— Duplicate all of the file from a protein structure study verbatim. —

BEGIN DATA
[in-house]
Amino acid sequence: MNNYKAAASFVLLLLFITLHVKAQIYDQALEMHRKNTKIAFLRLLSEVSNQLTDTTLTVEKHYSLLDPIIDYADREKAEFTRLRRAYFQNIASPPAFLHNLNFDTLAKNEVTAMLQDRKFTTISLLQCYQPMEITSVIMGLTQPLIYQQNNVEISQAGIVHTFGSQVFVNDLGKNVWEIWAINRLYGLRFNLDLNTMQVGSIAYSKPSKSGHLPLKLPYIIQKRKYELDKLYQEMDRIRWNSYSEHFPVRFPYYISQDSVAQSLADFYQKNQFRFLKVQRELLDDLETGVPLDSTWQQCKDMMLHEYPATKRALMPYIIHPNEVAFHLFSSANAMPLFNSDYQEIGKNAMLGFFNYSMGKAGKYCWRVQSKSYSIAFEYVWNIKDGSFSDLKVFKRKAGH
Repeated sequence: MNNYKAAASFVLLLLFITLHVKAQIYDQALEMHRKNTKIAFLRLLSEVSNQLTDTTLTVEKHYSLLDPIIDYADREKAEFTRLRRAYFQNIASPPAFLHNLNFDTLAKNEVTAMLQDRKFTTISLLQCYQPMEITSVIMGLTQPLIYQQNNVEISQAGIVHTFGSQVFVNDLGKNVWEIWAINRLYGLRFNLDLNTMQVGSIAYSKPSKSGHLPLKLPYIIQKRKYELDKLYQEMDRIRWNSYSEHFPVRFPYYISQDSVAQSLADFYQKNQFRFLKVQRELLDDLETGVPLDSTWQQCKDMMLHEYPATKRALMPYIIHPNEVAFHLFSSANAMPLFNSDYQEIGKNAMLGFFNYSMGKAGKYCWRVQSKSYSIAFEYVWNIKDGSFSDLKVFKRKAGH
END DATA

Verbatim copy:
[in-house]
Amino acid sequence: MNNYKAAASFVLLLLFITLHVKAQIYDQALEMHRKNTKIAFLRLLSEVSNQLTDTTLTVEKHYSLLDPIIDYADREKAEFTRLRRAYFQNIASPPAFLHNLNFDTLAKNEVTAMLQDRKFTTISLLQCYQPMEITSVIMGLTQPLIYQQNNVEISQAGIVHTFGSQVFVNDLGKNVWEIWAINRLYGLRFNLDLNTMQVGSIAYSKPSKSGHLPLKLPYIIQKRKYELDKLYQEMDRIRWNSYSEHFPVRFPYYISQDSVAQSLADFYQKNQFRFLKVQRELLDDLETGVPLDSTWQQCKDMMLHEYPATKRALMPYIIHPNEVAFHLFSSANAMPLFNSDYQEIGKNAMLGFFNYSMGKAGKYCWRVQSKSYSIAFEYVWNIKDGSFSDLKVFKRKAGH
Repeated sequence: MNNYKAAASFVLLLLFITLHVKAQIYDQALEMHRKNTKIAFLRLLSEVSNQLTDTTLTVEKHYSLLDPIIDYADREKAEFTRLRRAYFQNIASPPAFLHNLNFDTLAKNEVTAMLQDRKFTTISLLQCYQPMEITSVIMGLTQPLIYQQNNVEISQAGIVHTFGSQVFVNDLGKNVWEIWAINRLYGLRFNLDLNTMQVGSIAYSKPSKSGHLPLKLPYIIQKRKYELDKLYQEMDRIRWNSYSEHFPVRFPYYISQDSVAQSLADFYQKNQFRFLKVQRELLDDLETGVPLDSTWQQCKDMMLHEYPATKRALMPYIIHPNEVAFHLFSSANAMPLFNSDYQEIGKNAMLGFFNYSMGKAGKYCWRVQSKSYSIAFEYVWNIKDGSFSDLKVFKRKAGH